I recently saw a reference to the wonderful illustrator Kay Nielsen. I didn’t remember his name, but I recognized his illustrations immediately. Gorgeous! And it helps that East o’the Sun, West o’the Moon is one of my favorite fairy tales. Nielsen is almost one of the reasons I love that tale so much.
This is by Donn P. Crane, for the telling of East o’the Sun, West o’the Moon in volume 7 of My Book House, which I’ve mentioned before — My Book House probably birthed my love of folk and fairy tale, and my love for this particular period/style of illustration. Their version was my first exposure to this story. Nielsen’s book came out originally in 1914; the first edition of My Book House came out in 1920. Crane liked Nielsen, no?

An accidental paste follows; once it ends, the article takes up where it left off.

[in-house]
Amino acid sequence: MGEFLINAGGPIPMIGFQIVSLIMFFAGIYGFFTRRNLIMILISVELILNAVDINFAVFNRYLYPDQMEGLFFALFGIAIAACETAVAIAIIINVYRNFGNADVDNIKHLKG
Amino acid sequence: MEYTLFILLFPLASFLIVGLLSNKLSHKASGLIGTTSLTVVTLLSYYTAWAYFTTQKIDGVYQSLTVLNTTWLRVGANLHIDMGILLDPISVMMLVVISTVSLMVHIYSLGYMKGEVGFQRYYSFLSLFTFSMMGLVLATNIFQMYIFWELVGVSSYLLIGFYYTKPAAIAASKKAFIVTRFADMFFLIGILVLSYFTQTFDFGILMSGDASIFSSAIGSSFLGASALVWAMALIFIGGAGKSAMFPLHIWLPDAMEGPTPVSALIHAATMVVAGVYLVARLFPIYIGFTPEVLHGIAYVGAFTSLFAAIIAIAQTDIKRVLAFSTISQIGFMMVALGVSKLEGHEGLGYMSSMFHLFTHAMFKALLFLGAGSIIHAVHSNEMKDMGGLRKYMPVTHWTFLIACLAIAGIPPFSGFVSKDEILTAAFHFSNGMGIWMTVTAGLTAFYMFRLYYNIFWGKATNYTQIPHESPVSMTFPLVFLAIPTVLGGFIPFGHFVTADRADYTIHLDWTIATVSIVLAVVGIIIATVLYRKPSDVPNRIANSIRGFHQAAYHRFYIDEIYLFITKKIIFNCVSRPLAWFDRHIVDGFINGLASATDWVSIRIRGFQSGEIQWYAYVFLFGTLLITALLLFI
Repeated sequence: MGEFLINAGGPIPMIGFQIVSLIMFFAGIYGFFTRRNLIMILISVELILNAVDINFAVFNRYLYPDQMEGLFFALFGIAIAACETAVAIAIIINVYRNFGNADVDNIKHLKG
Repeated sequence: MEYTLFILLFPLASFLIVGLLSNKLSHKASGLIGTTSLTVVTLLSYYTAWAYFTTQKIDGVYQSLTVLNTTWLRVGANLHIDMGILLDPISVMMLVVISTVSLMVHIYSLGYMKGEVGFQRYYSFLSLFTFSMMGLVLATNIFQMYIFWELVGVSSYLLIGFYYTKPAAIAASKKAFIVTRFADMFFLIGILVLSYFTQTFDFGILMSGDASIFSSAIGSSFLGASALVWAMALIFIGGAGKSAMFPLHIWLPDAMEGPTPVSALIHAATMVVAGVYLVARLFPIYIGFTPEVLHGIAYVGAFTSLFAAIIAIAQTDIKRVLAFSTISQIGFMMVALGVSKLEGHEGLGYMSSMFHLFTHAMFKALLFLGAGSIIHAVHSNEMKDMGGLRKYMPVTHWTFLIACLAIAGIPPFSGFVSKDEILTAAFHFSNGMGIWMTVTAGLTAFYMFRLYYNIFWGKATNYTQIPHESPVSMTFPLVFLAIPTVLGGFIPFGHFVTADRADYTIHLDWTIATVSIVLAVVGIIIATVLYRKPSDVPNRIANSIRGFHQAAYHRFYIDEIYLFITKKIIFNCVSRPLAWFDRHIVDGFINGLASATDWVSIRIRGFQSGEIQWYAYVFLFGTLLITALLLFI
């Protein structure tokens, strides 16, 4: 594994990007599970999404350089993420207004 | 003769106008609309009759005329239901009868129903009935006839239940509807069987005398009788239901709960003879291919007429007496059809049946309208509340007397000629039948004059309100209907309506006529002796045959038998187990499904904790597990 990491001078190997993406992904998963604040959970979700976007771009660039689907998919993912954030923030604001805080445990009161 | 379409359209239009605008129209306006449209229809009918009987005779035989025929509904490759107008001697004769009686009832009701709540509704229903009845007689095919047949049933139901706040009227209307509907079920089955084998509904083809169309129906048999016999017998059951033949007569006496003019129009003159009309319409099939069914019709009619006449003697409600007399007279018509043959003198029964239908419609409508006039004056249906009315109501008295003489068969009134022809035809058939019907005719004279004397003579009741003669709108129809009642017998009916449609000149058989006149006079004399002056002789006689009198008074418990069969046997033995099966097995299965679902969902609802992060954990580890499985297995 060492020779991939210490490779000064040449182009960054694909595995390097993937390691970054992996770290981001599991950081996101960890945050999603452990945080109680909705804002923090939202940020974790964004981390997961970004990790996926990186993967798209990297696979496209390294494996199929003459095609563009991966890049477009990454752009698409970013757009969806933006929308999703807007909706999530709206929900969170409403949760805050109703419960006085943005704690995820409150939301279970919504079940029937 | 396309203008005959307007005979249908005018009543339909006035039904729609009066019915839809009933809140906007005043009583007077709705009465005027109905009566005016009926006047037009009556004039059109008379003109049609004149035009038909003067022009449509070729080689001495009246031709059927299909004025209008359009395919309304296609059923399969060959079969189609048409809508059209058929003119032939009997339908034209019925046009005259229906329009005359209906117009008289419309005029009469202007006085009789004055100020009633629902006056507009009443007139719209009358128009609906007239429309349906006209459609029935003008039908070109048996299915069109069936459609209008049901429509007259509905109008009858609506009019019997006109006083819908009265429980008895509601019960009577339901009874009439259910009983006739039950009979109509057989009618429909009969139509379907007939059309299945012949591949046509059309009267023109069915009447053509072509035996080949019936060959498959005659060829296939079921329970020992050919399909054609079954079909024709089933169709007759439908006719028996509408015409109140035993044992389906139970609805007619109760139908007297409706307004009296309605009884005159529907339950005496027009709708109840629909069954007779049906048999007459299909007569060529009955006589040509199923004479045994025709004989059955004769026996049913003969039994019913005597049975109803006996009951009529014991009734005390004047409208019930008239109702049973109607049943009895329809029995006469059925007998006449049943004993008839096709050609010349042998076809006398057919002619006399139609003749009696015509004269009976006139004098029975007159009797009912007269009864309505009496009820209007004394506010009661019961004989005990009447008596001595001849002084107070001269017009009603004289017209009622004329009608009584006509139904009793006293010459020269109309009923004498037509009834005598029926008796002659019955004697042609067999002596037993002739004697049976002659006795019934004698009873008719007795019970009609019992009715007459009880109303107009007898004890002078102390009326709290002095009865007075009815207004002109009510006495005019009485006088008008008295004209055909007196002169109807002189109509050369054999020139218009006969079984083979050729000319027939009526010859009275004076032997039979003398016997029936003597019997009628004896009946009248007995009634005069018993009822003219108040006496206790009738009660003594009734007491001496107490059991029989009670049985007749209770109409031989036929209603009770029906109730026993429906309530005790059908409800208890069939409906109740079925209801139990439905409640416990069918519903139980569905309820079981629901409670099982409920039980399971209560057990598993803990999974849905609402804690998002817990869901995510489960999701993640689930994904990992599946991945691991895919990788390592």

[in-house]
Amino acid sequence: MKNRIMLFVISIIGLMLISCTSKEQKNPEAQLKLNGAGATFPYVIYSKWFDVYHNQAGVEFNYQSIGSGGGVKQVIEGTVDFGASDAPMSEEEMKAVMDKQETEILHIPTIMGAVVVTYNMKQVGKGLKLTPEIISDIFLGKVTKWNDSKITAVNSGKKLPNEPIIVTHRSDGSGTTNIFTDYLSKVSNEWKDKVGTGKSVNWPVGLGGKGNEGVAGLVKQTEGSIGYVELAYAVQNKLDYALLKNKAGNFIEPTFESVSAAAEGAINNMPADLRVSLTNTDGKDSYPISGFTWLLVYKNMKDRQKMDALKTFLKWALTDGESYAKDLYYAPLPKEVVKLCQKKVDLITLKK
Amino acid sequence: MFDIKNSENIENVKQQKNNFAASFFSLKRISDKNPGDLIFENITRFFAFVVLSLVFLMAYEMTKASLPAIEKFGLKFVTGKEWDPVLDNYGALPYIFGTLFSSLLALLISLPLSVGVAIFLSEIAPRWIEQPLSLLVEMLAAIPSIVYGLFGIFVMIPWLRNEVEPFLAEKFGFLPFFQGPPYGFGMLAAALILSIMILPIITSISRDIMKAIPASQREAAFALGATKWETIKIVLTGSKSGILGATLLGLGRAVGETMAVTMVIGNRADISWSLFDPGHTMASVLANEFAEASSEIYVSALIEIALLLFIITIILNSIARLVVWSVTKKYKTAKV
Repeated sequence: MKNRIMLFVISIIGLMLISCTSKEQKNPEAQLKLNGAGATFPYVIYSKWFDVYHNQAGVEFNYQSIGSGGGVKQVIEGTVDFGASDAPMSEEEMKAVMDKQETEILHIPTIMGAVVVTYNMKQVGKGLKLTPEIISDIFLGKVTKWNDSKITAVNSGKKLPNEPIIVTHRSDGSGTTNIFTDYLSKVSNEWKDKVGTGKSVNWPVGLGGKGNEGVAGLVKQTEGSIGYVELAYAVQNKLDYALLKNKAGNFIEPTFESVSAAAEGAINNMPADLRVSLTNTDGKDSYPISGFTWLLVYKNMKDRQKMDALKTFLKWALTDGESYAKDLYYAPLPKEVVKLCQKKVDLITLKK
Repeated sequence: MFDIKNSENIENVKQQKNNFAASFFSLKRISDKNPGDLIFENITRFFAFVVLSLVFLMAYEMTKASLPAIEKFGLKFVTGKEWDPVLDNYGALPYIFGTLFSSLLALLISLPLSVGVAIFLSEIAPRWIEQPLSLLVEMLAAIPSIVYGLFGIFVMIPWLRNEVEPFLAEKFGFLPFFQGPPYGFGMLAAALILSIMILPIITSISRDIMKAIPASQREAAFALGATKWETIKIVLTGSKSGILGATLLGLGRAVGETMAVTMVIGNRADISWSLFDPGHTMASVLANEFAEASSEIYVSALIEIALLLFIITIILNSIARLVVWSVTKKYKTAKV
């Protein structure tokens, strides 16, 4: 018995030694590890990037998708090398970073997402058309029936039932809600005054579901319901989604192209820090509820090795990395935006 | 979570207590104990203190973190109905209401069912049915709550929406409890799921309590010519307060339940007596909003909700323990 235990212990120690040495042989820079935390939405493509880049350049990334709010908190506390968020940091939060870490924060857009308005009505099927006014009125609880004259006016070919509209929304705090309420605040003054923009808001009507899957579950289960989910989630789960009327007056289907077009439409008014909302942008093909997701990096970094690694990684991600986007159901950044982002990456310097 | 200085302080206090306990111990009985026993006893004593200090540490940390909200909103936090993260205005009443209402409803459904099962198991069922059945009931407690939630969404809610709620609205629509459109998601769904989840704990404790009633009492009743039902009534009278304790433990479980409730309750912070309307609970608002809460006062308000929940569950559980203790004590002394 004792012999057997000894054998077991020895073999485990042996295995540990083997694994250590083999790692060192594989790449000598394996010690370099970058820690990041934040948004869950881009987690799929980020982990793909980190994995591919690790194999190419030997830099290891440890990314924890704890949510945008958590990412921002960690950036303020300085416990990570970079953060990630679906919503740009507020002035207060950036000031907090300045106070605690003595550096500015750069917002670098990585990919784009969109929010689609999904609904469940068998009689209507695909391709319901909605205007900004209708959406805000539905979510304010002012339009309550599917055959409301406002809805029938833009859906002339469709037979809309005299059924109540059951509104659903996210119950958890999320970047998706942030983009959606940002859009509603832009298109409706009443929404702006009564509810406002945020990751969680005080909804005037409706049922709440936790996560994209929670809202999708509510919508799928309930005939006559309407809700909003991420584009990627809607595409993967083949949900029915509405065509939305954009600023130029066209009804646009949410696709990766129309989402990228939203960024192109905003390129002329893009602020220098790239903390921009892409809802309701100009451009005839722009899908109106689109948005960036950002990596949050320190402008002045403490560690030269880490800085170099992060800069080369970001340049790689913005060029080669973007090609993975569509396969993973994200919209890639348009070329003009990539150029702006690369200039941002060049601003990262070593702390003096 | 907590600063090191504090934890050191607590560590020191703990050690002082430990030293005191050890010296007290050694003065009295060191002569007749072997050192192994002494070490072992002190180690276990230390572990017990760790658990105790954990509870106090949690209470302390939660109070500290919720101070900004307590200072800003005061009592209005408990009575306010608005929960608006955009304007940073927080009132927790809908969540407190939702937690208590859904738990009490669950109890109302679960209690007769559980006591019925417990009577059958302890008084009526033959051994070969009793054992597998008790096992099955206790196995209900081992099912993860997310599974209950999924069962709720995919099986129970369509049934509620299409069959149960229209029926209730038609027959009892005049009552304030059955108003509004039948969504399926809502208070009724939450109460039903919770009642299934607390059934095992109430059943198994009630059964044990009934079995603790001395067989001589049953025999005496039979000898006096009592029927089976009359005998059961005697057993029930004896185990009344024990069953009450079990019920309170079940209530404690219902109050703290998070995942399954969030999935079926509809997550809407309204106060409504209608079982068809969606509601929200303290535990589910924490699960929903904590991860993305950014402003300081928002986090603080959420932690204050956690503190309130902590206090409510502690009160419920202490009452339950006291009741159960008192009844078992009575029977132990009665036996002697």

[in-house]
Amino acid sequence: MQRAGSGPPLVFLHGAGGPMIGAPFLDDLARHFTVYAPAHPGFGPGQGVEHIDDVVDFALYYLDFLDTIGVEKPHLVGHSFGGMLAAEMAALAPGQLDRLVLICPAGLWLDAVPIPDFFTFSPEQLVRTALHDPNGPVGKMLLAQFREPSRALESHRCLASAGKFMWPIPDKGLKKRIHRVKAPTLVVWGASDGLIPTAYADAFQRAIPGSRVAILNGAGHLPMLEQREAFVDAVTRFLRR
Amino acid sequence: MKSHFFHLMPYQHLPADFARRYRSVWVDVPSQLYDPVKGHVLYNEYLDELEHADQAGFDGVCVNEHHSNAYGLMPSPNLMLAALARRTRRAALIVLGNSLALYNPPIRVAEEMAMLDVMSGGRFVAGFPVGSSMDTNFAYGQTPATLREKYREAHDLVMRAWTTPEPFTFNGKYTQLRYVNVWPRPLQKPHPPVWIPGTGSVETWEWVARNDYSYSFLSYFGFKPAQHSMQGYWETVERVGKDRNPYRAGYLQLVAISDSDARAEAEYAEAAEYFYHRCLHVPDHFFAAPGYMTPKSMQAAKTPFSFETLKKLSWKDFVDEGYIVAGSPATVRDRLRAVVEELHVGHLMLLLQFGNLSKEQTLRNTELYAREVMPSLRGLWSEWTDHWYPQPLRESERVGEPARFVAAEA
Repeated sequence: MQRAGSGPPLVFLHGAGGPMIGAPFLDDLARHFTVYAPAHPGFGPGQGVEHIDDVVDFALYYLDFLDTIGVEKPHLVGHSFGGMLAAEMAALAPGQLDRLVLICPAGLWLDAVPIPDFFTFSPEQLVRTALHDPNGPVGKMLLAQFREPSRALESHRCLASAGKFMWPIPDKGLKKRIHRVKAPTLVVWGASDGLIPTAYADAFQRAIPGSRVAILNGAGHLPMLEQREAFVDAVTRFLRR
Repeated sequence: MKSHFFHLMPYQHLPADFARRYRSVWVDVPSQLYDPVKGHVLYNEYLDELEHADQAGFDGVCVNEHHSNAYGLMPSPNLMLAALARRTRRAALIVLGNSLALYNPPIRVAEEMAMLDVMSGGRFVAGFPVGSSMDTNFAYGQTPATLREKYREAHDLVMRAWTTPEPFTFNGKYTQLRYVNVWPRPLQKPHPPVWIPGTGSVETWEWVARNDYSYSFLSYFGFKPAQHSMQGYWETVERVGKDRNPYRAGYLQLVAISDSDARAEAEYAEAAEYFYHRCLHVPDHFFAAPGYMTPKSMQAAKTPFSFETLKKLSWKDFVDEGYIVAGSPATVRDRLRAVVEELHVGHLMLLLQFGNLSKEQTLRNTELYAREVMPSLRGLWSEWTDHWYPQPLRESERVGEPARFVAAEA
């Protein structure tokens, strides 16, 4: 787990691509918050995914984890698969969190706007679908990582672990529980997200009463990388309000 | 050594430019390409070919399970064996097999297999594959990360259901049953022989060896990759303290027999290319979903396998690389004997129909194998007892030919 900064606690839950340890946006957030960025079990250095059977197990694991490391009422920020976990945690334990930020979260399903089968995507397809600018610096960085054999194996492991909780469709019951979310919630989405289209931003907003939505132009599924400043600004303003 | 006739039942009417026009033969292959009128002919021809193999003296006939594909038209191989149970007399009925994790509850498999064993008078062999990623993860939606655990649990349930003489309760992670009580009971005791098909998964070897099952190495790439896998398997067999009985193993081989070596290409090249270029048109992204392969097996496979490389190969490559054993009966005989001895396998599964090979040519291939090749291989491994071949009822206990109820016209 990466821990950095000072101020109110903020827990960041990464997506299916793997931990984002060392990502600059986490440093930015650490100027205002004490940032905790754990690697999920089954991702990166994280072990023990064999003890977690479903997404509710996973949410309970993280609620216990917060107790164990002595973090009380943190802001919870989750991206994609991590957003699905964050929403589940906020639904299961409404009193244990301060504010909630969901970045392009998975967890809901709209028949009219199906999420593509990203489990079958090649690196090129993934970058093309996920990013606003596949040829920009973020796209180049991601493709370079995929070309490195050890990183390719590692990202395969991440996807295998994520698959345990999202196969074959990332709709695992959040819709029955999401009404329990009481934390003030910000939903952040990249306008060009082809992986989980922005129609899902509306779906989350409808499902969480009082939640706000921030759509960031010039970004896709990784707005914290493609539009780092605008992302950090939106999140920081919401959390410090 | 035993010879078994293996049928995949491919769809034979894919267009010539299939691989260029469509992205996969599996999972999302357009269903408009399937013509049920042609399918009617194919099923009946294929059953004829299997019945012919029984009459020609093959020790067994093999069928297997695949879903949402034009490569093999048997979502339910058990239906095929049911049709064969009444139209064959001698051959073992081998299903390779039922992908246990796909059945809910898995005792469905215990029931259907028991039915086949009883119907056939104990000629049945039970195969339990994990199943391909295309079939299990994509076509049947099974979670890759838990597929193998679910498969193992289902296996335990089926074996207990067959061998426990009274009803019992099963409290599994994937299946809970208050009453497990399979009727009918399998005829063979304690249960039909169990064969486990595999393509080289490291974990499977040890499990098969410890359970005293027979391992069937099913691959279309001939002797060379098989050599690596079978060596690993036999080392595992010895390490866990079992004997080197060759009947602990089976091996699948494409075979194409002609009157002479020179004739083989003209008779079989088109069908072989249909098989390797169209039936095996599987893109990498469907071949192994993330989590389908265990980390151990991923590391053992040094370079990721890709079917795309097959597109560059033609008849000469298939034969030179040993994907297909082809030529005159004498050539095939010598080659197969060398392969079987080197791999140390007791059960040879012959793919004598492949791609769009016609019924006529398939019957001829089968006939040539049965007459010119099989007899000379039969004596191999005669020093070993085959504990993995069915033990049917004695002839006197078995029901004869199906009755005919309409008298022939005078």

I just took a browse through the My Book House version of the story; none of the other illustrations are so direct a lift, but it’s clear that Crane based the dress, and to a certain extent the appearance, of many of the characters on Nielsen’s illos. Well, highest form of flattery, I guess, and I suppose he wanted reasonably authentic references to Norwegian costume (Nielsen is Danish), but now I wonder about the, ah, “influences” on Crane’s other illustrations.
Still, they delighted me as a child, and I’m not the only one. So that’s something.
More on Crane, here.